TABLE 6__________________________________________________________________________Pairwise Comparisons of Silage from 13 bm Hybrids and Isogenic NormalHybridsa,c Forage Yield Inbred ParentsHybrid % CP IVTD(%) NDF dig. (%) % NDF (Tons/Acre at 70% Moisture) for bm HybriddNo. bm Normal bm Normal bm Normal bm Normal bm Normal Yield Decreaseb Female Male__________________________________________________________________________2977 8.51 8.23 77.06* 74.50 49.60* 40.88 45.48 43.14 20.13* 25.45 21 AR5151bm3 AR5551bm34227 8.95 7.83 78.03* 73.05 50.99* 38.20 44.81 43.52 22.35 23.05 3 AR5154bm3 AR5751bm34277 7.46 7.61 77.32 73.90 48.35 42.32 43.88 45.22 23.72 26.01 9 AR5252bm3 AR5551bm34327 7.88 7.26 76.88* 74.04 47.99* 41.37 44.36 44.44 23.21* 30.35 24 AR5253bm3 AR5551bm35327 8.20 7.72 78.71 76.81 51.78* 42.15 44.07 40.06 25.59 29.00 12 AR5152bm3 AR5551bm36127 8.55 8.23 78.22* 73.47 50.30* 41.37 45.03 45.25 24.39 25.67 5 AR5154bm3 AR5655bm3 657 8.92 8.29 78.75* 73.26 50.99* 40.64 43.56 45.08 25.00 27.49 9 AR5252bm3 7675bm36227 8.93 8.22 78.33* 73.76 50.86* 40.28 44.41 44.26 24.76 26.17 5 AR5152bm3 7675bm36337 9.28 8.62 78.58* 74.33 48.43* 38.08 41.54 41.90 24.87* 29.36 15 AR5252bm3 AR5751bm36727 8.87 8.74 78.28* 73.86 49.79* 38.87 43.52 42.82 25.13 26.45 5 AR5152bm3 AR5751bm38177 8.13 7.32 76.86* 71.91 48.35* 41.02 45.27 47.89 25.72 30.17 15 AR5152bm3 AR5655bm3 757 8.49 8.12 76.65* 71.79 47.88* 39.89 44.96 46.97 27.00 30.23 11 AR5252bm3 7677bm38427 8.24 8.28 76.41* 71.77 49.85* 40.54 47.27 47.64 25.33* 29.62 14 AR5152bm3 7677bm3__________________________________________________________________________ a Values with an asterisk are significantly different from isogenic normal silage at p < 0.05 (Student's ttest) b Percent decrease in forage yield of bm silage relative to isogenic normal silage c Summary over two years at 5 or 6 locations d Corresponding isogenic normal inbreds were used to make the normal hybrids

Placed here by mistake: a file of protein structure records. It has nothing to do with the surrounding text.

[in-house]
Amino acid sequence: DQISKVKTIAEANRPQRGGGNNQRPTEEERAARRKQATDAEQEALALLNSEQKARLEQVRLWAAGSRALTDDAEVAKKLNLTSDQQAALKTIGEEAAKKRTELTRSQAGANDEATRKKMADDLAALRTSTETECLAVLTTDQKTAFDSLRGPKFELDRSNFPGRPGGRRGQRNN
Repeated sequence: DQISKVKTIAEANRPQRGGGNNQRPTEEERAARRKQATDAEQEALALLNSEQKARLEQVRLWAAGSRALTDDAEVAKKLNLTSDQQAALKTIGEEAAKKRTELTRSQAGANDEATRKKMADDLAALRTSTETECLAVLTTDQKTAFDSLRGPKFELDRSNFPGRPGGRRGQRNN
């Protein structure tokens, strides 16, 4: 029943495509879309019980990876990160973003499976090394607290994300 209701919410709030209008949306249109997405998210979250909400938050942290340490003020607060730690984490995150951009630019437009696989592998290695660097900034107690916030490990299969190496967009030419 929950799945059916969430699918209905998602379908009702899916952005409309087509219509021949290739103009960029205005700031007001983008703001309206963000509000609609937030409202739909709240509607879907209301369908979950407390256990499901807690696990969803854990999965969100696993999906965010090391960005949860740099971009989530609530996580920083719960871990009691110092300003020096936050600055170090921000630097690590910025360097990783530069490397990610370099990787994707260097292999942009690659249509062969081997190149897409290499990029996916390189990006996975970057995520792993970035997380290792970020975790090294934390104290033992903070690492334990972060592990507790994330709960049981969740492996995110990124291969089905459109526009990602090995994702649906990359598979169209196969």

Control and bm F1 hybrid seed of Example 1 was planted and cultivated in the Midwest United States using a standard agronomic practices. The corn was harvested approximately 5 months after planting, using standard corn silage harvesting methods. The harvested material was ensiled in 150T capacity concrete bunker silos. The harvested material was not treated with inoculant or preservative.
A subsample of each load was ensiled in a 4 inch diameter ×16 inch length PVC experimental silo fermentation canister. Each silo contained a 1/4 inch×1 inch piece of copper tubing inserted into the sidewall. The tubing was covered with a rubber policeman having a slit that allowed fermentation gases to escape while preventing entry of ambient air. Each fresh-cut silage sample was packed tightly into a silo and allowed to ferment for 30 days at ambient temperatures (above freezing) before opening and assaying for nutrient concentrations.
The results of the nutrient concentration assays are shown in Table 7. In vitro NDF digestibility was measured as described in Goering, H. and Van Soest, P., supra, except that the fermentation period was 30 hours instead of 48 hours. The control corn silage and the BMR corn silage were similar in crude protein and NDF and differed in 30 hour in vitro NDF digestibility.
TABLE 7______________________________________Nutrient composition of corn silages1Nutrient Control BMR______________________________________Dry matter, % as fed 33.5 30.2Crude protein, % 8.35 8.68ADF, % 21.02 21.08NDF, % 40.38 42.02Hemicellulose, % 19.36 20.94NDF dig., % 36.8 45.3Ash, % 3.76 4.24______________________________________ 1 Nutrients and digestibility are expressed on a dry matter basis.